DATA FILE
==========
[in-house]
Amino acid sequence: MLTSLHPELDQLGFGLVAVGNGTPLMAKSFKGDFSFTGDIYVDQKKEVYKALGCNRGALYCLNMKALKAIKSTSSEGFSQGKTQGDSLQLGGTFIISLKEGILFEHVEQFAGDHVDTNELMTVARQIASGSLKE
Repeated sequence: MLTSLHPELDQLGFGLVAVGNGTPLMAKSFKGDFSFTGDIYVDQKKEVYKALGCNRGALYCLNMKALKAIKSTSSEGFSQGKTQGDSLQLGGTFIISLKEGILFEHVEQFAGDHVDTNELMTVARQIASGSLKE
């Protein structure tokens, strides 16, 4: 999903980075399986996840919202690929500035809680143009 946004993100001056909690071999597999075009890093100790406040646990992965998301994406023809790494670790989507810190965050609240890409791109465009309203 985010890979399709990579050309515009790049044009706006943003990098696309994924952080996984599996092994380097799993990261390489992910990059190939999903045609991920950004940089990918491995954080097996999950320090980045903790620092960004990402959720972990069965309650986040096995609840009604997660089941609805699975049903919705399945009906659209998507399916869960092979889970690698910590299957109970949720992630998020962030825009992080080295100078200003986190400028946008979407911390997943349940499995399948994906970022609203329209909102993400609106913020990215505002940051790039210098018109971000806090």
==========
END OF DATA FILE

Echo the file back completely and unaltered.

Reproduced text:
[in-house]
Amino acid sequence: MLTSLHPELDQLGFGLVAVGNGTPLMAKSFKGDFSFTGDIYVDQKKEVYKALGCNRGALYCLNMKALKAIKSTSSEGFSQGKTQGDSLQLGGTFIISLKEGILFEHVEQFAGDHVDTNELMTVARQIASGSLKE
Repeated sequence: MLTSLHPELDQLGFGLVAVGNGTPLMAKSFKGDFSFTGDIYVDQKKEVYKALGCNRGALYCLNMKALKAIKSTSSEGFSQGKTQGDSLQLGGTFIISLKEGILFEHVEQFAGDHVDTNELMTVARQIASGSLKE
């Protein structure tokens, strides 16, 4: 999903980075399986996840919202690929500035809680143009 946004993100001056909690071999597999075009890093100790406040646990992965998301994406023809790494670790989507810190965050609240890409791109465009309203 985010890979399709990579050309515009790049044009706006943003990098696309994924952080996984599996092994380097799993990261390489992910990059190939999903045609991920950004940089990918491995954080097996999950320090980045903790620092960004990402959720972990069965309650986040096995609840009604997660089941609805699975049903919705399945009906659209998507399916869960092979889970690698910590299957109970949720992630998020962030825009992080080295100078200003986190400028946008979407911390997943349940499995399948994906970022609203329209909102993400609106913020990215505002940051790039210098018109971000806090």